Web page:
Last week, Florida Gov. Ron DeSantis was asked by “Meet the Press” host and Democrat activist Kristen Welker whether he thought “the former president’s legal troubles are the reason that you’re still in this race.”
The nation’s most influential and successful governor answered, “[H]ad Alvin Bragg not politicized this back in April, I think probably the primary would be looking different. I mean, I think that that gave the former president more support. I think people felt that he was being treated unfairly, which he was, in that circumstance.” He added, “[T]hat, I think, has been a very important inflection point in this, because it highlights the weaponization of justice by some of these left-wing prosecutors. But here’s the thing, ultimately: It’s not about the past. It’s not about all these other issues.”
DeSantis was correct to note that the Alvin Bragg indictment was an “inflection point” for Trump’s success, but the governor would be wise to understand that his response to that indictment was also an inflection point for his own struggles with the GOP electorate.
Trump’s polling strength flows from his three large bases of support. He has the Make America Great Again (MAGA) enthusiasts who love him, his policies, his campaign, and even his brash personality. They’re the “ride or die” part of the base.
Trump has a second contingent of supporters who are simply nostalgic for 2019 and the type of presidency Trump had at that time. These are people who recognize that the country and world are materially worse off under a Biden administration and wish to have a president laser-focused on a thriving economy, constitutional judges, a secure border, and a foreign policy that defended national interest strongly while spreading peace globally.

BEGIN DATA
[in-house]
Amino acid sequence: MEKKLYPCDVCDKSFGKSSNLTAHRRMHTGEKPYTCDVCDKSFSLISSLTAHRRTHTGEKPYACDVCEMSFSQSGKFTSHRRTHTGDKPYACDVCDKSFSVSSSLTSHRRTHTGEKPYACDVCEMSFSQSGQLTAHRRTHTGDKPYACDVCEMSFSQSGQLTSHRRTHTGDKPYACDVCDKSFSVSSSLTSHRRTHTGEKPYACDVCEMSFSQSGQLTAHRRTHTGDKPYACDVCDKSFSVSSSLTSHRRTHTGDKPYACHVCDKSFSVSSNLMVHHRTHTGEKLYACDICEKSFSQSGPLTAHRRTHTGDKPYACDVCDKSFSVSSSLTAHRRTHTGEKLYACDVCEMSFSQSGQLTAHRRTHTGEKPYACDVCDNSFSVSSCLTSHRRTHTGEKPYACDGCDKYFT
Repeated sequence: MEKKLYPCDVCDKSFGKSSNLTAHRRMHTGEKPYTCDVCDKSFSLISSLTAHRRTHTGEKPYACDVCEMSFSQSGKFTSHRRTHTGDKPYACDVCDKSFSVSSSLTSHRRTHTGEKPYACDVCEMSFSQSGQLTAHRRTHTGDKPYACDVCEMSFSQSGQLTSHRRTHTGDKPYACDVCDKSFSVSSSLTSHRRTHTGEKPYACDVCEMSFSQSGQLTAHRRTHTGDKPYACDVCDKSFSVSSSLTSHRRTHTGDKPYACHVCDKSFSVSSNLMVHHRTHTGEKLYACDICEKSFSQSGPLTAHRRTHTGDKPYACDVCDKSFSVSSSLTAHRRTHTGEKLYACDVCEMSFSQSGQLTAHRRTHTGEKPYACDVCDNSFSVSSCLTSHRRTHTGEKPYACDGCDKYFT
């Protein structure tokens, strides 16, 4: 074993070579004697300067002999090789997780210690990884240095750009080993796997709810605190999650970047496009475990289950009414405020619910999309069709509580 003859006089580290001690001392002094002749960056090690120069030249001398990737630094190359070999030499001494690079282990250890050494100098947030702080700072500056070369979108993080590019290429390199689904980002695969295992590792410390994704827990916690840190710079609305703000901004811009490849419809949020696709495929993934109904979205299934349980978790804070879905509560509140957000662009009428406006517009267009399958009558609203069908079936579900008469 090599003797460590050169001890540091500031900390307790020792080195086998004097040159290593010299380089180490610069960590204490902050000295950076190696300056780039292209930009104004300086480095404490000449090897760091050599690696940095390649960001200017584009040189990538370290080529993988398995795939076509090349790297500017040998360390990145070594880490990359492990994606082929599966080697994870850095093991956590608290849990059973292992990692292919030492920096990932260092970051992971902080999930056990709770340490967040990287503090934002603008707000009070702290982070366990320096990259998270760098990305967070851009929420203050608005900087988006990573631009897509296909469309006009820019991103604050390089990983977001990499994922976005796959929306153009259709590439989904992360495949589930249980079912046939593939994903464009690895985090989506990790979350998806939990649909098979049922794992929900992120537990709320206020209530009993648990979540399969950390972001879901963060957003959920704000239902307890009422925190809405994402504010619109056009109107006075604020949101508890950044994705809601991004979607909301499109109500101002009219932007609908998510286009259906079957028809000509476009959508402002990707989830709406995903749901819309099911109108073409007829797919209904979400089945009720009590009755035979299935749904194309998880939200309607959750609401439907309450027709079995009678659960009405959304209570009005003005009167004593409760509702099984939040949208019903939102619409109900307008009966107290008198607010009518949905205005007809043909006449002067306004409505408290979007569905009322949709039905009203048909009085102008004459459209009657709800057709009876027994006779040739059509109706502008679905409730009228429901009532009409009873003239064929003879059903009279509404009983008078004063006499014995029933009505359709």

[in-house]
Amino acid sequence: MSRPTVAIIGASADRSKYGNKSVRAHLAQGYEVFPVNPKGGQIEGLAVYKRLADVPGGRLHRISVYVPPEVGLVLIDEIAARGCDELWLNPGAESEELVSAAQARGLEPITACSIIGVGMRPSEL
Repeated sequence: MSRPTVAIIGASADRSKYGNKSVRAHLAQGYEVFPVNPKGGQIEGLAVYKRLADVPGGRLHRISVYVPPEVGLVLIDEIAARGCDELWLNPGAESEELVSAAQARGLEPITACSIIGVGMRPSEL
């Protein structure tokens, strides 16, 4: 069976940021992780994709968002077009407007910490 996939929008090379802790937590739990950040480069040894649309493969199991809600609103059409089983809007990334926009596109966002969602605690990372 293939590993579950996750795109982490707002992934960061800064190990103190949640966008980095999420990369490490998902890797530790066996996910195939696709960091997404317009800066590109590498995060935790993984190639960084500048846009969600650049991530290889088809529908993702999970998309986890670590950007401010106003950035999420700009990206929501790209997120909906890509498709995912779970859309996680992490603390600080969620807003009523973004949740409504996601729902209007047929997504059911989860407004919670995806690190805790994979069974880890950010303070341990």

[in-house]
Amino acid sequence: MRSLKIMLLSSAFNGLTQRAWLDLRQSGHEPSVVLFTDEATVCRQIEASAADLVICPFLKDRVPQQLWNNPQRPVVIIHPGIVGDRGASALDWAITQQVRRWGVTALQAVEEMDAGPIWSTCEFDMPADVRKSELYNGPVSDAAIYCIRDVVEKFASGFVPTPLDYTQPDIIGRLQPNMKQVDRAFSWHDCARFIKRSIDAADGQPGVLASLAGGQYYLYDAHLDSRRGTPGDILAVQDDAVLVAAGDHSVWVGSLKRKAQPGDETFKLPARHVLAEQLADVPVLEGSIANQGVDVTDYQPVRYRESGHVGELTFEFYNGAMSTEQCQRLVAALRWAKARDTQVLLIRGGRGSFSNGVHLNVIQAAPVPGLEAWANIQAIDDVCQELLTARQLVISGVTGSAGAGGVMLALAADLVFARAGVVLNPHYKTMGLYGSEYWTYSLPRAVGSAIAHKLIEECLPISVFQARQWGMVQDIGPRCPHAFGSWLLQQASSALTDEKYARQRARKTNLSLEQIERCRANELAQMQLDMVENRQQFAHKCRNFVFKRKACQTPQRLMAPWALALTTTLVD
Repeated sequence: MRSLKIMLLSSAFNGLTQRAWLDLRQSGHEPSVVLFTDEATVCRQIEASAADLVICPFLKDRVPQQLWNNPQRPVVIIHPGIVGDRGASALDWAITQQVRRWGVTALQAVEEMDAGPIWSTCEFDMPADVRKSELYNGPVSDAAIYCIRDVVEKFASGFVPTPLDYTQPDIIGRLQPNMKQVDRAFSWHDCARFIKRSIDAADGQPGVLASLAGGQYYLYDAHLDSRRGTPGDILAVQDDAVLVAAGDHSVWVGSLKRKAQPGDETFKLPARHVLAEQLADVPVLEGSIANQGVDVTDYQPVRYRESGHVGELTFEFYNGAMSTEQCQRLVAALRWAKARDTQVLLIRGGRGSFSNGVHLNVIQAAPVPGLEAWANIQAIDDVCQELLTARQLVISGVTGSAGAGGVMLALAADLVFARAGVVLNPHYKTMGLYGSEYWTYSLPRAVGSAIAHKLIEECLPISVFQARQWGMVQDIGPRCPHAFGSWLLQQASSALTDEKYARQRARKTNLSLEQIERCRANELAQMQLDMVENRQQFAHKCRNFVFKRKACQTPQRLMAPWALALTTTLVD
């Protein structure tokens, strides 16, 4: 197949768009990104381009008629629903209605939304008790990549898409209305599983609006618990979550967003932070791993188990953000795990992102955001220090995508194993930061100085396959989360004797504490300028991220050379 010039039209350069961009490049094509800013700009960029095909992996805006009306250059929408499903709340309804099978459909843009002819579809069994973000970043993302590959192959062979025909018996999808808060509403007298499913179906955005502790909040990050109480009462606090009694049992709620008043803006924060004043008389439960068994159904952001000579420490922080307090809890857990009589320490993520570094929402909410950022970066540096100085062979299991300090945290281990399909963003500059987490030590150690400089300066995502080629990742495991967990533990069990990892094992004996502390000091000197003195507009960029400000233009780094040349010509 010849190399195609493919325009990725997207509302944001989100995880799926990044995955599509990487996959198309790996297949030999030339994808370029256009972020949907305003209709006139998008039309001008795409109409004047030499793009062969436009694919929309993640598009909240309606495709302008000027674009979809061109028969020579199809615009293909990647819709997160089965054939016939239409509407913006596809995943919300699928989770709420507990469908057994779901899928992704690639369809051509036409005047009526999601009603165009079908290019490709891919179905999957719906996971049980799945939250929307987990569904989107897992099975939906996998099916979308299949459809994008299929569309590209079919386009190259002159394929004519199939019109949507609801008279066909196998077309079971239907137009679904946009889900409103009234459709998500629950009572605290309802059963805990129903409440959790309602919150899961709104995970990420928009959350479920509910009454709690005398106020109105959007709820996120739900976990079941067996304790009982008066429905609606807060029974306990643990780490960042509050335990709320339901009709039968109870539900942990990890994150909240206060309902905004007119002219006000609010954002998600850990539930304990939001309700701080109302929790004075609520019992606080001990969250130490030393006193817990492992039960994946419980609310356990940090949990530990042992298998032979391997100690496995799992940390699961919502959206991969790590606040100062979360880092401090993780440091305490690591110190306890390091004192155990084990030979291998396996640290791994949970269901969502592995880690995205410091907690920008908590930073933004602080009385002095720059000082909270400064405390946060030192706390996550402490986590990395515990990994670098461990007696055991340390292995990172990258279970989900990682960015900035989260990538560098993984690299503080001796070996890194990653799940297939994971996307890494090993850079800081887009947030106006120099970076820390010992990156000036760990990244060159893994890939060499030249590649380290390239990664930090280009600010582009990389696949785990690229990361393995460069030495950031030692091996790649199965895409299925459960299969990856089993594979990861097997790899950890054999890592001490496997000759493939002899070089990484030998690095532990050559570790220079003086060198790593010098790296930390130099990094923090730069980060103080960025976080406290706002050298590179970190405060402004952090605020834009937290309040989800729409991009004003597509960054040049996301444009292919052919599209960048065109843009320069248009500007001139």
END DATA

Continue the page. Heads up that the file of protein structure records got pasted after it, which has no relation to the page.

The third base of support is people who may not even like President Trump. Heck, they may even strongly dislike him — but they abhor what Democrats are doing by weaponizing law enforcement to target him, his family, his business, and every Republican voter and activist who supports him. That last group recognizes the Democrat strategy of imprisoning political opponents as a horrific attack on the republic itself. DeSantis is correct that the Alvin Bragg indictment helped enlarge the size and seriousness of this group.
But part of the reason that group backs Trump is because of how DeSantis responded to the indictment.
As Trump was facing arrest by Bragg, Reuters ran a story on March 20, 2023, that began, “Florida Governor Ron DeSantis, seen as a leading candidate for the Republican presidential nomination, broke his silence on Monday on the expected indictment of former President Donald Trump for hush money payments to a porn star, hitting out at a New York prosecutor but also taking a veiled swipe at Trump.”
The swipe wasn’t really that veiled. DeSantis said, “I don’t know what goes into paying hush money to a porn star to secure silence over some type of alleged affair, I just, I can’t speak to that.” Then he added that he had “no interest in getting involved” in a potential extradition of Trump to New York from his Mar-a-Lago estate in Florida.
The comment was praised by critics of Trump but disliked by many Republican primary voters. I personally remember when it happened because two women I know and love, previously quite fond of the governor, texted me their angry thoughts in response to the swipe. DeSantis’ numbers began to plummet within two weeks and have never recovered:
For many Americans, including nearly the entirety of the Republican Party, what the Department of Justice and Democrat prosecutors up and down the Eastern Seaboard are doing to Trump, his family, and his political party is a dystopian and authoritarian nightmare. In that context, giving any aid and comfort to his prosecutors is viewed as a betrayal and lack of judgment.